from the sorry-about-the-violations,-here’s-someone-else’s-money dept
Sept. 18, 2013
You know you’ve gone too far in abusing access to the public’s data when you’ve got a local politician doing something more than yelling about it on the campaign trail. Earlier this year, a report by state auditors discovered that more than half of Minnesota’s 11,000 law enforcement agents had misused the Driver and Vehicle Services (DVS) database.
This discovery led to the filing of a few lawsuits, but as further details have emerged, bigger plaintiffs are filing bigger lawsuits.
Steve Drazkowski, a Republican Minnesota state representative, becomes the latest politician in the state to sue various local and state agencies over public employees accessing his and his family’s driver’s license data as part of a campaign of political retaliation. He is suing along with 17 other state residents who say their data was accessed more than 600 times since 2003. Drazkowksi says the actions go back to when he first ran for state office, and was motivated by his fiscally conservative stance toward unions.
It’s probably not a good idea for public servants to further irritate a state rep who already takes a very dim view towards unions and the public sector in general. Erick Kaardal, the attorney representing the group, says the data accesses were clearly politically-motivated.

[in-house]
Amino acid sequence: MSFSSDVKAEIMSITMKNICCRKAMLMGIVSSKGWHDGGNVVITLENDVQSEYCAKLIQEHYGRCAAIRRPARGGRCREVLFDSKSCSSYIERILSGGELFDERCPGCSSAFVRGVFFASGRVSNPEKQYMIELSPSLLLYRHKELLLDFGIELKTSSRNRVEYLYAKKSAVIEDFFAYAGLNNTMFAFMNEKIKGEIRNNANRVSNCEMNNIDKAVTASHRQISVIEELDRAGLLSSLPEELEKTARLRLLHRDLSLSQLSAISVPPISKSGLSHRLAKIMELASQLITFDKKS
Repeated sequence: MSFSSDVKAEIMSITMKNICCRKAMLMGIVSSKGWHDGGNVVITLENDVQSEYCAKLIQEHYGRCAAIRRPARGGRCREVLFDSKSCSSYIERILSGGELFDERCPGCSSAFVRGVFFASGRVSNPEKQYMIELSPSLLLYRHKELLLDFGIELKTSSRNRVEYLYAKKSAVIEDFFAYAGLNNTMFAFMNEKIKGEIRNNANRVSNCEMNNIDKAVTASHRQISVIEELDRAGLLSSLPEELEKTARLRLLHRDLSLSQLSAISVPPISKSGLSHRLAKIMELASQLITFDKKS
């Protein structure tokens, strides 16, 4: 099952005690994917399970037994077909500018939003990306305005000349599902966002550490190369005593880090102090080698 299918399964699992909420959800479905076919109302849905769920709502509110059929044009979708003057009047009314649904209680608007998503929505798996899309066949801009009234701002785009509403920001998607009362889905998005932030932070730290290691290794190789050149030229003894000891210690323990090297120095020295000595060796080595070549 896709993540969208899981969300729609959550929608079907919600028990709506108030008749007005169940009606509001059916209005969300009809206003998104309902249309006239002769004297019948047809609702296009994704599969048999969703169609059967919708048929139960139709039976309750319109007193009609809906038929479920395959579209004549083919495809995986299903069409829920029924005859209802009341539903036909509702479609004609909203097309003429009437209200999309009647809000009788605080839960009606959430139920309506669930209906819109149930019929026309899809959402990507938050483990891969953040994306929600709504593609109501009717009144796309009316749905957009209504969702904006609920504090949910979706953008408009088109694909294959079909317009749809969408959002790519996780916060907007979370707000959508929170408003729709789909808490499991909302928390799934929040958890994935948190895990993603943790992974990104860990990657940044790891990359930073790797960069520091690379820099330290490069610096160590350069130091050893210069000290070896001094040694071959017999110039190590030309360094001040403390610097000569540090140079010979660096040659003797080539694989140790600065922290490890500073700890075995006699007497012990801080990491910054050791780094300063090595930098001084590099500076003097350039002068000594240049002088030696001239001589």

For example, [Kaardal] said, the plaintiffs’ data was accessed after announcements for political candidacy, on the day letters critical of the government were printed in the newspaper and on dates immediately following county board meetings where group members challenged public officials.
“They even went after the private data of my wife and my daughter — why?” State Rep. Steve Drazkowski, R-Mazeppa, said in the statement.
If these public servants were expecting to dig up a little dirt or intimidate someone, it clearly backfired. If that was the intent, it seems like it would have been cheaper to pay a per diem to a private investigator and send out someone from New Jersey waste management to take out a few kneecaps.
Federal law allows for a minimum of $2,500 for each violation of the Driver’s Privacy Protection Act, which makes it illegal to get an individual’s private data without a legitimate purpose. Kaardal said damages could exceed hundreds of thousands of dollars.
That’s 600 alleged violations at $2.5k each in this lawsuit alone. Across the state, 530 additional claims have been filed against 160 municipalities. And Tom Grundhoefer, general counsel of the League of Minnesota Cities, says the number is “going up daily.”
Also named in many of the lawsuits is the Department of Public Safety itself, which is accused of allowing “lax access” and failing to crack down on the “widespread abuse” uncovered by the state’s audit.
Ultimately, though, this will all land on the public, not because they accessed the records illegally, but because collecting settlements from state agencies means handing out tax dollars. Public servants are supposed to be good stewards of the money they’ve been entrusted with. Violating citizens’ privacy and then asking them to pay for these violations is screwing them twice.
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